Risk factors related to child sexual abuse: What the research says

| Apr 10, 2020 | Sexual abuse |

Child sexual abuse is more common than many people realize.

According to a report from the advocacy group Darkness to Light, about one in every 10 children are sexually abused before the age of 18. In addition, the group estimates more than half of all child sex abuse survivors never tell anyone about what happened.

Risk factors associated with child sexual abuse

Parents and loved ones want to protect children from sexual abuse. The difficult reality, however, is that certain external factors can put kids more at risk of experiencing this type of abuse. There is research we can look to that provides insight into these risk factors. Among them:

  • In 95% of child sex abuse cases, the abuser is someone the survivor knows. That could be a relative, stepparent, or trusted institutional leader, for example.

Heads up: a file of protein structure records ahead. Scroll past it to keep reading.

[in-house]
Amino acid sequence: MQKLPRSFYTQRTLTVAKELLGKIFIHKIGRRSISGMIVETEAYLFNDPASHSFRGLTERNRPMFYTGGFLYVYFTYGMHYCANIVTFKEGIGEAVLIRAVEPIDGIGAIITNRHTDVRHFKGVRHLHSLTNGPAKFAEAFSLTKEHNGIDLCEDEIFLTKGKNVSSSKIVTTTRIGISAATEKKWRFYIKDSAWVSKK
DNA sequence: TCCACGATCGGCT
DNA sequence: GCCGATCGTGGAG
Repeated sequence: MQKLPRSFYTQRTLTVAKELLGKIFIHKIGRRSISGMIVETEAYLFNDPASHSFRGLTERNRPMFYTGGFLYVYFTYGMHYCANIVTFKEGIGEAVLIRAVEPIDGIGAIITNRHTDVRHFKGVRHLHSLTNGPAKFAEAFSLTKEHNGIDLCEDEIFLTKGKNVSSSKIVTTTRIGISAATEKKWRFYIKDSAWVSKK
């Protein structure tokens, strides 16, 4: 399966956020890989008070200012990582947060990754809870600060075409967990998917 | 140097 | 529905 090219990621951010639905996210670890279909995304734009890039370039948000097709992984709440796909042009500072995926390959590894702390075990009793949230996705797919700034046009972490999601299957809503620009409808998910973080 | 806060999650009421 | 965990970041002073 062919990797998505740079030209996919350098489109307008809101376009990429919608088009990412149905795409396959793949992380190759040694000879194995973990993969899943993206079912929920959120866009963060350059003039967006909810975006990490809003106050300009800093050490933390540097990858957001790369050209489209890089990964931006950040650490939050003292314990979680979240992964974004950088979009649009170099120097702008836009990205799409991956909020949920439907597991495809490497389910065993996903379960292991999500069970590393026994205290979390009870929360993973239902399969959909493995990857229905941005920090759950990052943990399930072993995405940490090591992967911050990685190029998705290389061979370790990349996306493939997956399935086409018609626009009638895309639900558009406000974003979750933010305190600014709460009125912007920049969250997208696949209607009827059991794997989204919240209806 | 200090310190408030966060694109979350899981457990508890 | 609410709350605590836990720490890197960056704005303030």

• While most findings indicate girls experience sex abuse at a higher rate, the risk is still significant for boys. In fact, some studies have shown a nearly equal rate of abuse.
  • Kids from a lower socio-economic background are often at higher risk.
  • Children are generally most vulnerable from the ages of 7 through 13 – though one-fifth of all victims were abused before they were 8 years old.
  • The risk of sexual abuse may be higher for those with physical disabilities.
  • Children who live with just one or neither of their biological parents may also face a higher risk.

Sexual abuse is an experience nobody, particularly a child, should ever have to endure. For parents, guardians, caretakers and other loved ones, understanding the potential risk factors can be a way to remain vigilant.